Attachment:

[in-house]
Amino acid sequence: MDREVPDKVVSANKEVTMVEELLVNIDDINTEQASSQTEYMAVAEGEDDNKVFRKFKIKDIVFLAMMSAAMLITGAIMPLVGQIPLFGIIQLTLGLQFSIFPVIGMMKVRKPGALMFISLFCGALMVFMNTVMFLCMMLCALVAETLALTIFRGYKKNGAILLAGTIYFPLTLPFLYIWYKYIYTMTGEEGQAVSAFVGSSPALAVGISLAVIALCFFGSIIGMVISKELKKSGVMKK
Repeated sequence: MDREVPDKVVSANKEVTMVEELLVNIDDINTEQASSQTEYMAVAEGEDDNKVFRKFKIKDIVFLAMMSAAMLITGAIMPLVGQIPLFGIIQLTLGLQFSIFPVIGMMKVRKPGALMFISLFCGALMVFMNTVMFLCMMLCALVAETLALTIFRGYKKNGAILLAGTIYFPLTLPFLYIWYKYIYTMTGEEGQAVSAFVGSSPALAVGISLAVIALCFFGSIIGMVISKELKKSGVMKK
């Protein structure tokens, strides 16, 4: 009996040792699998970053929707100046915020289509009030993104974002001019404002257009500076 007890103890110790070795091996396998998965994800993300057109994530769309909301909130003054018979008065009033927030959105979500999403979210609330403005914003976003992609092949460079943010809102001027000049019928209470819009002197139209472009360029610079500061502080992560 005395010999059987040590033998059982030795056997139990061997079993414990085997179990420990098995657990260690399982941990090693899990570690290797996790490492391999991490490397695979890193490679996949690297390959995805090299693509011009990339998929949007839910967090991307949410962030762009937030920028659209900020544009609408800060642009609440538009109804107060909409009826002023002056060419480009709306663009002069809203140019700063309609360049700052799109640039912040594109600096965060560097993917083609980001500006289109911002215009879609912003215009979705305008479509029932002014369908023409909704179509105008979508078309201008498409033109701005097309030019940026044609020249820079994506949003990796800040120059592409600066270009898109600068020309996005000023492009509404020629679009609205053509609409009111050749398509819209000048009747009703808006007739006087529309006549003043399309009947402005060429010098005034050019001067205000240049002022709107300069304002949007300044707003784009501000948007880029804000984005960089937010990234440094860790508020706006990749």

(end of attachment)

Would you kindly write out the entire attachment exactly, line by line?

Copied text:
[in-house]
Amino acid sequence: MDREVPDKVVSANKEVTMVEELLVNIDDINTEQASSQTEYMAVAEGEDDNKVFRKFKIKDIVFLAMMSAAMLITGAIMPLVGQIPLFGIIQLTLGLQFSIFPVIGMMKVRKPGALMFISLFCGALMVFMNTVMFLCMMLCALVAETLALTIFRGYKKNGAILLAGTIYFPLTLPFLYIWYKYIYTMTGEEGQAVSAFVGSSPALAVGISLAVIALCFFGSIIGMVISKELKKSGVMKK
Repeated sequence: MDREVPDKVVSANKEVTMVEELLVNIDDINTEQASSQTEYMAVAEGEDDNKVFRKFKIKDIVFLAMMSAAMLITGAIMPLVGQIPLFGIIQLTLGLQFSIFPVIGMMKVRKPGALMFISLFCGALMVFMNTVMFLCMMLCALVAETLALTIFRGYKKNGAILLAGTIYFPLTLPFLYIWYKYIYTMTGEEGQAVSAFVGSSPALAVGISLAVIALCFFGSIIGMVISKELKKSGVMKK
């Protein structure tokens, strides 16, 4: 009996040792699998970053929707100046915020289509009030993104974002001019404002257009500076 007890103890110790070795091996396998998965994800993300057109994530769309909301909130003054018979008065009033927030959105979500999403979210609330403005914003976003992609092949460079943010809102001027000049019928209470819009002197139209472009360029610079500061502080992560 005395010999059987040590033998059982030795056997139990061997079993414990085997179990420990098995657990260690399982941990090693899990570690290797996790490492391999991490490397695979890193490679996949690297390959995805090299693509011009990339998929949007839910967090991307949410962030762009937030920028659209900020544009609408800060642009609440538009109804107060909409009826002023002056060419480009709306663009002069809203140019700063309609360049700052799109640039912040594109600096965060560097993917083609980001500006289109911002215009879609912003215009979705305008479509029932002014369908023409909704179509105008979508078309201008498409033109701005097309030019940026044609020249820079994506949003990796800040120059592409600066270009898109600068020309996005000023492009509404020629679009609205053509609409009111050749398509819209000048009747009703808006007739006087529309006549003043399309009947402005060429010098005034050019001067205000240049002022709107300069304002949007300044707003784009501000948007880029804000984005960089937010990234440094860790508020706006990749």